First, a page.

"Celebrities like Serena Williams who have shared their birth-related emergency stories publicly have drawn the national spotlight to the urgent need to reduce racial and ethnic disparities in care for women around the time of delivery. To drive and target those changes, we need specific data like these," said Lindsay Admon, M.D., M.Sc., the study's lead author.
Williams, who has a history of blood clots, began feeling short of breath in the hospital the day after her daughter Alexis Olympia was born. A nurse said her pain medication was likely confusing her, but Williams was persistent and it saved her life.
"Situations like these are often considered near misses, and looking at them allows us to get a better picture of who the high-risk women really are," said Admon, an obstetrician at Michigan Medicine's Von Voigtlander Women's Hospital, and a member of the U-M Institute for Healthcare Policy and Innovation.
All women who had chronic health conditions like asthma, diabetes, hypertension, depression or substance use issues before giving birth had a higher risk for the continuation of those problems post-child birth, but women of color with two or more conditions were two to three times more likely to have major birth problems than white women.
White women had higher rates of depression and substance use issues than any other group, but the risk for birth problems was lower than women of color with the same health issues.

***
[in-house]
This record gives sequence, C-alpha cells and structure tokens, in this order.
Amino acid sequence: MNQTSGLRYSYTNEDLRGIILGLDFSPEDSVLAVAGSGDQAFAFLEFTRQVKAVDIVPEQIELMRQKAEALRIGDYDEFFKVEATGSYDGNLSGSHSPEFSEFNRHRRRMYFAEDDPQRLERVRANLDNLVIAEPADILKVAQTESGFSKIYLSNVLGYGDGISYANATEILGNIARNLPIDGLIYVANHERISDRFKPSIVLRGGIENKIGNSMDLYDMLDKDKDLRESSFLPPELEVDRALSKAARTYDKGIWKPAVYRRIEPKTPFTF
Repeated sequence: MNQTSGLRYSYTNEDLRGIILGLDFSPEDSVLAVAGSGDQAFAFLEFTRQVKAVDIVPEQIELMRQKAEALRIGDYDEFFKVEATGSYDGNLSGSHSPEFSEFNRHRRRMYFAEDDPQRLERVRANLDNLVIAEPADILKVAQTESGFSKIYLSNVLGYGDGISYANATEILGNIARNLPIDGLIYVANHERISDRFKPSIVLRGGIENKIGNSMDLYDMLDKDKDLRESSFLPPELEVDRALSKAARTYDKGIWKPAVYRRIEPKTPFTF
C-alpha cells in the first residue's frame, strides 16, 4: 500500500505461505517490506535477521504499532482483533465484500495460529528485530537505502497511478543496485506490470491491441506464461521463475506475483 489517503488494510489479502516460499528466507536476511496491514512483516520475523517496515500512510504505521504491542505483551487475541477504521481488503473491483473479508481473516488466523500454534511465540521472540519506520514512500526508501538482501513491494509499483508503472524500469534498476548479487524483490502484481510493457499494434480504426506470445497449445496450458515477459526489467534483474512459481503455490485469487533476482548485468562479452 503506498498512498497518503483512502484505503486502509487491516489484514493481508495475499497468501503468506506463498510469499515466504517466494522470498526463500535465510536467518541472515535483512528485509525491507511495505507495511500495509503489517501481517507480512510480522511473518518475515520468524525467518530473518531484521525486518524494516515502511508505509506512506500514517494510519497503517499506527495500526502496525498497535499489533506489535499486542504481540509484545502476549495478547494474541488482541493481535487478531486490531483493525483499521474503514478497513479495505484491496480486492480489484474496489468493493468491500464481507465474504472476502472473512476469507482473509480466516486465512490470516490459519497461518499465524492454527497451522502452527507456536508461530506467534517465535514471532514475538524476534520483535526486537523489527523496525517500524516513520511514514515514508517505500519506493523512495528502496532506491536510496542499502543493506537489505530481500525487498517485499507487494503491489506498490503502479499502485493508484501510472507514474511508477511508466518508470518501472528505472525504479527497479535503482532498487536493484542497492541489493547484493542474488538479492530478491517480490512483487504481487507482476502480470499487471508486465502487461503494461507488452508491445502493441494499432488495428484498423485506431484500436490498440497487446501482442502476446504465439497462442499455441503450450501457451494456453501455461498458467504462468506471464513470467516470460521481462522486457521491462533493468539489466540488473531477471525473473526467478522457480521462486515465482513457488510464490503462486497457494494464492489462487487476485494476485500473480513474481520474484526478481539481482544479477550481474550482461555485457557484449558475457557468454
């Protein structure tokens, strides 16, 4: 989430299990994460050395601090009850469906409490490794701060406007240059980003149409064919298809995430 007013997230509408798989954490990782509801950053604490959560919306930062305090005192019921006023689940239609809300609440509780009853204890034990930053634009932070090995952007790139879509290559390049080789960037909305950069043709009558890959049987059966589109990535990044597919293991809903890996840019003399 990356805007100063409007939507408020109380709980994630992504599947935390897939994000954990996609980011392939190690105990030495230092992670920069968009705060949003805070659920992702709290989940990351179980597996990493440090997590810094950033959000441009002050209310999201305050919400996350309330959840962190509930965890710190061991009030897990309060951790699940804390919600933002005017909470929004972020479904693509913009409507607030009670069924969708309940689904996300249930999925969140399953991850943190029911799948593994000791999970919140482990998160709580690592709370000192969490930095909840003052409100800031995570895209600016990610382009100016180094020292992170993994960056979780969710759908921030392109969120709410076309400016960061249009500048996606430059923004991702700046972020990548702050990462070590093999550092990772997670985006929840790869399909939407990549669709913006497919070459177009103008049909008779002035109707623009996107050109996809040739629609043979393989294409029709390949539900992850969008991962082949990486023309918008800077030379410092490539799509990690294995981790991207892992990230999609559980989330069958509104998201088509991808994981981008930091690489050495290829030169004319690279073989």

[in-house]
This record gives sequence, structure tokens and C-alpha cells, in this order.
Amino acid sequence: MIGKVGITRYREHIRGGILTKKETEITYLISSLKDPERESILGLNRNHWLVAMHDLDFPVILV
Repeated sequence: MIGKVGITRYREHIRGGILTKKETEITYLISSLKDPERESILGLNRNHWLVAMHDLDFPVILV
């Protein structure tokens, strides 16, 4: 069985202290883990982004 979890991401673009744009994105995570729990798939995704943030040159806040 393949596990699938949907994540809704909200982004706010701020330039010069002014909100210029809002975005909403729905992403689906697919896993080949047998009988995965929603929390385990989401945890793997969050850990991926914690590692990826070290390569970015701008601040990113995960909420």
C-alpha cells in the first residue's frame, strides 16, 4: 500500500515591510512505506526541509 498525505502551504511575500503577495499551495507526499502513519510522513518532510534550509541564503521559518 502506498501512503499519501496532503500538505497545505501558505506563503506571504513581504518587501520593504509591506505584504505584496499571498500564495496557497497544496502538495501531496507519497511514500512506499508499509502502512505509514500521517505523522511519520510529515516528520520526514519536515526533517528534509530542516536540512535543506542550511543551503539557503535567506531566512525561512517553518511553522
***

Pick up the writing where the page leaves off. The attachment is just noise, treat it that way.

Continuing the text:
While Medicaid pays for almost two-thirds of all births among women of color, access to care is another issue that affects births and post birth health. Medicaid pays for more than a third of births of white and Asian women.
Prior to the Affordable Care Act (ACA), Blacks and Latinos were more likely than whites to face barriers in access to health care.
Between 2013 and 2015, disparities with whites narrowed for Blacks and Latinos in states that expanded Medicaid under the ACA, including the percentage of uninsured working-age adults, the percentage who skipped care because of costs, and the percentage who lacked a regular care provider.
Medicaid pays for most procedures for women of color.
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"This is America 2018 right here. Racism and discrimination," Hamdia Ahmed said.
Black students at the school say it's a daily occurrence and nothing is done by the administration.
According to Cobb County Police Chief Mike Register, "All he was doing was holding the young man by the arm."
Black Man Suffering from Mental Health Illness Dies After Police Use Taser and Tackle Him in the Street
His sister, who said she left the U.S. to protect her Black son, never thought her brother would be the victim.
Chinedu Valentine Okobi, 36, a Black man, father, Morehouse College graduate, uncle and brother died of cardiac arrest after San Mateo County police tackled and repeatedly used a Taser on him in Millibrae, south of San Francisco, Calif.
Okobi was struggling with mental illness and had been weaving in and out of traffic downtown on the busy street, El Camino Real.
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"I attempted to vote in November 2016 under the impression I had a voice, unaware that my voice had been taken away from me to cast a vote," Crystal Mason said.
As stories of voter suppression attempts, such as in Georgia and North Dakota, continue to surface, in Fort Worth, Texas, Crystal Mason is currently serving 10 months in federal prison for voting. There's also a possibility she could serve an additional five years for voter fraud.